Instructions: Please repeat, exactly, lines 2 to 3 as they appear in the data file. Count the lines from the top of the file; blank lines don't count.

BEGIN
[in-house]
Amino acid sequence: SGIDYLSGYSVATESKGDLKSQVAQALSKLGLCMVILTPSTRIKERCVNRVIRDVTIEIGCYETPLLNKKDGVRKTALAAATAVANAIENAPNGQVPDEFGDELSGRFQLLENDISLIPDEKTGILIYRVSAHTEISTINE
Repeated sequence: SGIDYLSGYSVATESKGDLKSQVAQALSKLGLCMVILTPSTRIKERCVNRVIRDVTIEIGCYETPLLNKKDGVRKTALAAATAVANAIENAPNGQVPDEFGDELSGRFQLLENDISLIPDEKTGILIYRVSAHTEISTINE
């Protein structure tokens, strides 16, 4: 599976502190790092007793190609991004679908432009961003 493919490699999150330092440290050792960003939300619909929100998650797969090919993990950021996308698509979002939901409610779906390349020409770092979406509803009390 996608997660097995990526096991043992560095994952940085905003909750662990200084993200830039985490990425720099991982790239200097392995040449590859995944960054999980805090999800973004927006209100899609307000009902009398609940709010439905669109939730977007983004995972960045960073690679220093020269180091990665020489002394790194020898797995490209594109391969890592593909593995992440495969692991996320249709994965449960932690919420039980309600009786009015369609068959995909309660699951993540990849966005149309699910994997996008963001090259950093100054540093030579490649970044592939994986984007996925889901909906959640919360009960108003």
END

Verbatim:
Amino acid sequence: SGIDYLSGYSVATESKGDLKSQVAQALSKLGLCMVILTPSTRIKERCVNRVIRDVTIEIGCYETPLLNKKDGVRKTALAAATAVANAIENAPNGQVPDEFGDELSGRFQLLENDISLIPDEKTGILIYRVSAHTEISTINE
Repeated sequence: SGIDYLSGYSVATESKGDLKSQVAQALSKLGLCMVILTPSTRIKERCVNRVIRDVTIEIGCYETPLLNKKDGVRKTALAAATAVANAIENAPNGQVPDEFGDELSGRFQLLENDISLIPDEKTGILIYRVSAHTEISTINE